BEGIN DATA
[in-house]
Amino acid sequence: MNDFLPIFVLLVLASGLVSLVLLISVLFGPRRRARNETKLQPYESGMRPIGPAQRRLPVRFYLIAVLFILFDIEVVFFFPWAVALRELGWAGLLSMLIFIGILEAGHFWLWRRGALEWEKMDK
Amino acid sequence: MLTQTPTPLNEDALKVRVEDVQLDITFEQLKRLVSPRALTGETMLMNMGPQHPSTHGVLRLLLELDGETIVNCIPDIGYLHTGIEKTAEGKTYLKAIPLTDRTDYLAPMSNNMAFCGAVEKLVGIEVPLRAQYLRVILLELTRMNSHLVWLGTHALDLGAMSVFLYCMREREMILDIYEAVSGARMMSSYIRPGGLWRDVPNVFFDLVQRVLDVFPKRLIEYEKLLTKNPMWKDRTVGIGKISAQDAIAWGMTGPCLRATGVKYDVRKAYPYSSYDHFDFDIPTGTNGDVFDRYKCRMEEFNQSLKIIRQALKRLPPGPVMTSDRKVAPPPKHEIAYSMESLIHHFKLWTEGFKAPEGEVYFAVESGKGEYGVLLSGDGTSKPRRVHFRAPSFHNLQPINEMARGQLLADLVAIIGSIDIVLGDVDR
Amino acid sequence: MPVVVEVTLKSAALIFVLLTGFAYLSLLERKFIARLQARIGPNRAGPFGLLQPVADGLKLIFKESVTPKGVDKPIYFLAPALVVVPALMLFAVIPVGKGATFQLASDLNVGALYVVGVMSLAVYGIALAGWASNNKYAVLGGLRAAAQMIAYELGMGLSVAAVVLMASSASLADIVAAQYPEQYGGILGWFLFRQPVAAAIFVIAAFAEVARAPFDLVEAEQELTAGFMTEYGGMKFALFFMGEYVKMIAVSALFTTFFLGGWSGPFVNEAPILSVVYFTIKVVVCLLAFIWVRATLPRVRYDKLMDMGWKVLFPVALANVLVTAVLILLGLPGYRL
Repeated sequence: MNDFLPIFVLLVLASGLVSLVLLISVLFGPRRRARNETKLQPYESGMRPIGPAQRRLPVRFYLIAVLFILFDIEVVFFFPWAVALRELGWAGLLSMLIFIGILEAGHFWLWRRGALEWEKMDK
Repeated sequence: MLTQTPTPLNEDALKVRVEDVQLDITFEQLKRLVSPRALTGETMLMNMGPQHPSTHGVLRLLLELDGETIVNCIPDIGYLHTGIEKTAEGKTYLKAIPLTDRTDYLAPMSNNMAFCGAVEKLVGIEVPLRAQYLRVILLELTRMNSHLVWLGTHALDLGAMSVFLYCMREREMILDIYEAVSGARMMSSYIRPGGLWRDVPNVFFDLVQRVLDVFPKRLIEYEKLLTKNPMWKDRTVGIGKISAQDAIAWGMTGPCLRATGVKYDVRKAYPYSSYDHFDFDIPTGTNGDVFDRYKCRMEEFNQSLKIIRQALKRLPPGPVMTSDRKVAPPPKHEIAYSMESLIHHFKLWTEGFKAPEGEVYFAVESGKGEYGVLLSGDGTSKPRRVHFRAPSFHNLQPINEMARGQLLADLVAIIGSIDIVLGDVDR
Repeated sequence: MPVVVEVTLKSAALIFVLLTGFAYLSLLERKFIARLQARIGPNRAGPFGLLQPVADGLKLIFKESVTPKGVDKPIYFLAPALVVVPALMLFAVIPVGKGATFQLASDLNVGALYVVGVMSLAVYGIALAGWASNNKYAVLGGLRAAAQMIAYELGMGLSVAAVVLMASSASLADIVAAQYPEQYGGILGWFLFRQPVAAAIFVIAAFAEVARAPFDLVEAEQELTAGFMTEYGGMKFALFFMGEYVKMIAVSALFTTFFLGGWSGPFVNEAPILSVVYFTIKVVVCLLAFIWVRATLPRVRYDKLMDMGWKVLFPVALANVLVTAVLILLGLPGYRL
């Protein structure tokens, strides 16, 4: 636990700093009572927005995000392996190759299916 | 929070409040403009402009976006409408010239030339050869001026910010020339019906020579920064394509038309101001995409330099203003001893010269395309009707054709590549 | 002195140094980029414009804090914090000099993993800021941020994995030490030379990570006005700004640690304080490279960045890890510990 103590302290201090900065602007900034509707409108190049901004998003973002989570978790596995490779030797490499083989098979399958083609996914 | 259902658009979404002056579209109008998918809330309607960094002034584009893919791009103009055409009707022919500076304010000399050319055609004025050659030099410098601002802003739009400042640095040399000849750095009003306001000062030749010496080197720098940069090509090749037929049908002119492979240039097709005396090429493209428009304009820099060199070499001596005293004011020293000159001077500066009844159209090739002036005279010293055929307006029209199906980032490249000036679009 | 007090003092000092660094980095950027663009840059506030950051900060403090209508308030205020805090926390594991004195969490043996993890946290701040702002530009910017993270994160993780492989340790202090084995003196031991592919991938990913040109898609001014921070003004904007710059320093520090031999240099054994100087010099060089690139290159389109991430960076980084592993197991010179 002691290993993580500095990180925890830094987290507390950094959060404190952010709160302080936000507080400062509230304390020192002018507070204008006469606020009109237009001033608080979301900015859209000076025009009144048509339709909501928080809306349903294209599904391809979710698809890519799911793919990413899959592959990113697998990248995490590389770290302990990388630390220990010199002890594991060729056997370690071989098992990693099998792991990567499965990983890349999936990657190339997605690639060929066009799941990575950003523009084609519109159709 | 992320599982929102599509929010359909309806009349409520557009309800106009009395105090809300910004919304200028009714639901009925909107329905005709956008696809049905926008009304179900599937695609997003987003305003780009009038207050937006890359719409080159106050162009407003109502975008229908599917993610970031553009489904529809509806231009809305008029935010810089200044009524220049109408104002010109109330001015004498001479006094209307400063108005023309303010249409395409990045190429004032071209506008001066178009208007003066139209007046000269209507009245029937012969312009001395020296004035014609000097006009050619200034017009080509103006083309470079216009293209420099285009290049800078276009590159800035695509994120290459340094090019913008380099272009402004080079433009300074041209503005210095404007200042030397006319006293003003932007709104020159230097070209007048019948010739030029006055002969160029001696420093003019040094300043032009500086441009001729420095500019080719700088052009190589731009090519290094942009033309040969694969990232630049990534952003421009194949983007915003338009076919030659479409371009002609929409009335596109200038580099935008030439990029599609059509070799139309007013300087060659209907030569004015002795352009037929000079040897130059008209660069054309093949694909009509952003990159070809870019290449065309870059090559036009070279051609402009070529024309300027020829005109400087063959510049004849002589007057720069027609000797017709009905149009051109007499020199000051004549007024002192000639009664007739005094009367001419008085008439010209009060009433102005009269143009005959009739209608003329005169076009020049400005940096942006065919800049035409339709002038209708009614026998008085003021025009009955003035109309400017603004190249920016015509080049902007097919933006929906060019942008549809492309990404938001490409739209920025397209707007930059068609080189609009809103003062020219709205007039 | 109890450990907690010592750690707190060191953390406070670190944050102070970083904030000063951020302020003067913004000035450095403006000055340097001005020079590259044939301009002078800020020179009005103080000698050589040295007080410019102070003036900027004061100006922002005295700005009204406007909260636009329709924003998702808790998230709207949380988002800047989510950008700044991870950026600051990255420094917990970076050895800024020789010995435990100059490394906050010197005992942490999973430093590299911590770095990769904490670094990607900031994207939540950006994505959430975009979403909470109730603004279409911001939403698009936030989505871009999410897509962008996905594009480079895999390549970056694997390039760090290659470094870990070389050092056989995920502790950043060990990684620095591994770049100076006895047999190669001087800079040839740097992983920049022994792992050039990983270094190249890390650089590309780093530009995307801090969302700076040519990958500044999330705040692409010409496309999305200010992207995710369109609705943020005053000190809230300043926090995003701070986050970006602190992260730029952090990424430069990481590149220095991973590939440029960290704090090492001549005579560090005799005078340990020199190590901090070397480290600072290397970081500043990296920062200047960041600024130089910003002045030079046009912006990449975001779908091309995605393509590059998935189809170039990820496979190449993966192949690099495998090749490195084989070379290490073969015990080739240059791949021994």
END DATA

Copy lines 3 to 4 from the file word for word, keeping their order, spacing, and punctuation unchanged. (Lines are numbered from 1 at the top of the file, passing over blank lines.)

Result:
Amino acid sequence: MLTQTPTPLNEDALKVRVEDVQLDITFEQLKRLVSPRALTGETMLMNMGPQHPSTHGVLRLLLELDGETIVNCIPDIGYLHTGIEKTAEGKTYLKAIPLTDRTDYLAPMSNNMAFCGAVEKLVGIEVPLRAQYLRVILLELTRMNSHLVWLGTHALDLGAMSVFLYCMREREMILDIYEAVSGARMMSSYIRPGGLWRDVPNVFFDLVQRVLDVFPKRLIEYEKLLTKNPMWKDRTVGIGKISAQDAIAWGMTGPCLRATGVKYDVRKAYPYSSYDHFDFDIPTGTNGDVFDRYKCRMEEFNQSLKIIRQALKRLPPGPVMTSDRKVAPPPKHEIAYSMESLIHHFKLWTEGFKAPEGEVYFAVESGKGEYGVLLSGDGTSKPRRVHFRAPSFHNLQPINEMARGQLLADLVAIIGSIDIVLGDVDR
Amino acid sequence: MPVVVEVTLKSAALIFVLLTGFAYLSLLERKFIARLQARIGPNRAGPFGLLQPVADGLKLIFKESVTPKGVDKPIYFLAPALVVVPALMLFAVIPVGKGATFQLASDLNVGALYVVGVMSLAVYGIALAGWASNNKYAVLGGLRAAAQMIAYELGMGLSVAAVVLMASSASLADIVAAQYPEQYGGILGWFLFRQPVAAAIFVIAAFAEVARAPFDLVEAEQELTAGFMTEYGGMKFALFFMGEYVKMIAVSALFTTFFLGGWSGPFVNEAPILSVVYFTIKVVVCLLAFIWVRATLPRVRYDKLMDMGWKVLFPVALANVLVTAVLILLGLPGYRL